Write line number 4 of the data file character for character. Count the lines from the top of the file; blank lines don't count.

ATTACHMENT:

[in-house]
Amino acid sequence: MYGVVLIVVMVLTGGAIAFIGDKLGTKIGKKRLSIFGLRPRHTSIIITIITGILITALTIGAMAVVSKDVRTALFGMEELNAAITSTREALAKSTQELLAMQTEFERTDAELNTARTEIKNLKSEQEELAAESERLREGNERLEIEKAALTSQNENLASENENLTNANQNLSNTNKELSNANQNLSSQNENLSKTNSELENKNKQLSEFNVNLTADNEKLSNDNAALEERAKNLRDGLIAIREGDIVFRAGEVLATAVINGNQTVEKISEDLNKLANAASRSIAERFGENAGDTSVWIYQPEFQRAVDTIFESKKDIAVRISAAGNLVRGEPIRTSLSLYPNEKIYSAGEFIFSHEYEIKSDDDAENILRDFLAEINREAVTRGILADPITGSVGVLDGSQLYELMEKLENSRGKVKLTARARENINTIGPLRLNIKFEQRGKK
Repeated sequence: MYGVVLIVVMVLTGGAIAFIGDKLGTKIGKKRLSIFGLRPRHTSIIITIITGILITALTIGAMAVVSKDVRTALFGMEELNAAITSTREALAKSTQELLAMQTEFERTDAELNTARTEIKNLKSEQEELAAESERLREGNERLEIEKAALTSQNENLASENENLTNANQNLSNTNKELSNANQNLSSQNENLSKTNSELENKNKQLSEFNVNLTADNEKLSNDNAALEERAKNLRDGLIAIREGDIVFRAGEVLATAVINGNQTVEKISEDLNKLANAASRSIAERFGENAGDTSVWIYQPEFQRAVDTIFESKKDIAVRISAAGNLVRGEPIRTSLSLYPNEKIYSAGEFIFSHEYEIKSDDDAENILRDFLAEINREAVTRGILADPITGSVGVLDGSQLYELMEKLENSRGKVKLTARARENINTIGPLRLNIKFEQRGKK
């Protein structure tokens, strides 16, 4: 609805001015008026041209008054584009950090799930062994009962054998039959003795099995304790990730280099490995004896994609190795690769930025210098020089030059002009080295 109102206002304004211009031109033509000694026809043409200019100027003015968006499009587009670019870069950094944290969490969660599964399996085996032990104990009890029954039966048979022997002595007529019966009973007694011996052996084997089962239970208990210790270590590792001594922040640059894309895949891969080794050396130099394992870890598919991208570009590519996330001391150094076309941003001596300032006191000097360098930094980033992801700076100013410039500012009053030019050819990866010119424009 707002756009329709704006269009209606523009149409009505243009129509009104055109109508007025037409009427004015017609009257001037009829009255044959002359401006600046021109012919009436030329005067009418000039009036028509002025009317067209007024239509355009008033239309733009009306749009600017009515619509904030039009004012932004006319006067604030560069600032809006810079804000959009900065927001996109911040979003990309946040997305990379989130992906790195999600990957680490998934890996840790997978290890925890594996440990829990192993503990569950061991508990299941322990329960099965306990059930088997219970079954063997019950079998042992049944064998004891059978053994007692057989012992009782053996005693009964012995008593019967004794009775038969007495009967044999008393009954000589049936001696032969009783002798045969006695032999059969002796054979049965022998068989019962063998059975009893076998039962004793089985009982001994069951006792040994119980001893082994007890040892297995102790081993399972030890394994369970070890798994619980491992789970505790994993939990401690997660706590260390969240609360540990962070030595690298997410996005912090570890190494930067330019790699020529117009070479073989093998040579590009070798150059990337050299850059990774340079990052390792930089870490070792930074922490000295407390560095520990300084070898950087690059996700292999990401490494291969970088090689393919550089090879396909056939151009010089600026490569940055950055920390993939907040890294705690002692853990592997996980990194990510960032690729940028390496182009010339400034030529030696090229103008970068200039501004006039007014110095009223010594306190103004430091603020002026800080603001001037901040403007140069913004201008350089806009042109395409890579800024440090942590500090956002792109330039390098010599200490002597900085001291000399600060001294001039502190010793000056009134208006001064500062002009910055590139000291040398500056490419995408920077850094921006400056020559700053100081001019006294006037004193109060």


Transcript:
């Protein structure tokens, strides 16, 4: 609805001015008026041209008054584009950090799930062994009962054998039959003795099995304790990730280099490995004896994609190795690769930025210098020089030059002009080295 109102206002304004211009031109033509000694026809043409200019100027003015968006499009587009670019870069950094944290969490969660599964399996085996032990104990009890029954039966048979022997002595007529019966009973007694011996052996084997089962239970208990210790270590590792001594922040640059894309895949891969080794050396130099394992870890598919991208570009590519996330001391150094076309941003001596300032006191000097360098930094980033992801700076100013410039500012009053030019050819990866010119424009 707002756009329709704006269009209606523009149409009505243009129509009104055109109508007025037409009427004015017609009257001037009829009255044959002359401006600046021109012919009436030329005067009418000039009036028509002025009317067209007024239509355009008033239309733009009306749009600017009515619509904030039009004012932004006319006067604030560069600032809006810079804000959009900065927001996109911040979003990309946040997305990379989130992906790195999600990957680490998934890996840790997978290890925890594996440990829990192993503990569950061991508990299941322990329960099965306990059930088997219970079954063997019950079998042992049944064998004891059978053994007692057989012992009782053996005693009964012995008593019967004794009775038969007495009967044999008393009954000589049936001696032969009783002798045969006695032999059969002796054979049965022998068989019962063998059975009893076998039962004793089985009982001994069951006792040994119980001893082994007890040892297995102790081993399972030890394994369970070890798994619980491992789970505790994993939990401690997660706590260390969240609360540990962070030595690298997410996005912090570890190494930067330019790699020529117009070479073989093998040579590009070798150059990337050299850059990774340079990052390792930089870490070792930074922490000295407390560095520990300084070898950087690059996700292999990401490494291969970088090689393919550089090879396909056939151009010089600026490569940055950055920390993939907040890294705690002692853990592997996980990194990510960032690729940028390496182009010339400034030529030696090229103008970068200039501004006039007014110095009223010594306190103004430091603020002026800080603001001037901040403007140069913004201008350089806009042109395409890579800024440090942590500090956002792109330039390098010599200490002597900085001291000399600060001294001039502190010793000056009134208006001064500062002009910055590139000291040398500056490419995408920077850094921006400056020559700053100081001019006294006037004193109060």